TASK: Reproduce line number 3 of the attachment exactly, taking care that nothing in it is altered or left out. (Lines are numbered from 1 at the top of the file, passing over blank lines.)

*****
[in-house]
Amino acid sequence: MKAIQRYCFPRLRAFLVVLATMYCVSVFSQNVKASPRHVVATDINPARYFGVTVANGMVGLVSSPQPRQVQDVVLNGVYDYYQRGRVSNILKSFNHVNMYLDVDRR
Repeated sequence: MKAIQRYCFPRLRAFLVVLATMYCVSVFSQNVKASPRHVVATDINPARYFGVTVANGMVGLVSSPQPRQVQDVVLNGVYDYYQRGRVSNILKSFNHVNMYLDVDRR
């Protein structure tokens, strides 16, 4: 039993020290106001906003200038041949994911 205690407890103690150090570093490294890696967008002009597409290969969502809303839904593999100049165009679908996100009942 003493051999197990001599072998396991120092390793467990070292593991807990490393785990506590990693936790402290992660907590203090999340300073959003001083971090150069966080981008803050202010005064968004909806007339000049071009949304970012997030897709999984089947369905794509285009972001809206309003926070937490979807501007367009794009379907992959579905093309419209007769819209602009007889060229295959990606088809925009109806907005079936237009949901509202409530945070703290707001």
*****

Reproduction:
Repeated sequence: MKAIQRYCFPRLRAFLVVLATMYCVSVFSQNVKASPRHVVATDINPARYFGVTVANGMVGLVSSPQPRQVQDVVLNGVYDYYQRGRVSNILKSFNHVNMYLDVDRR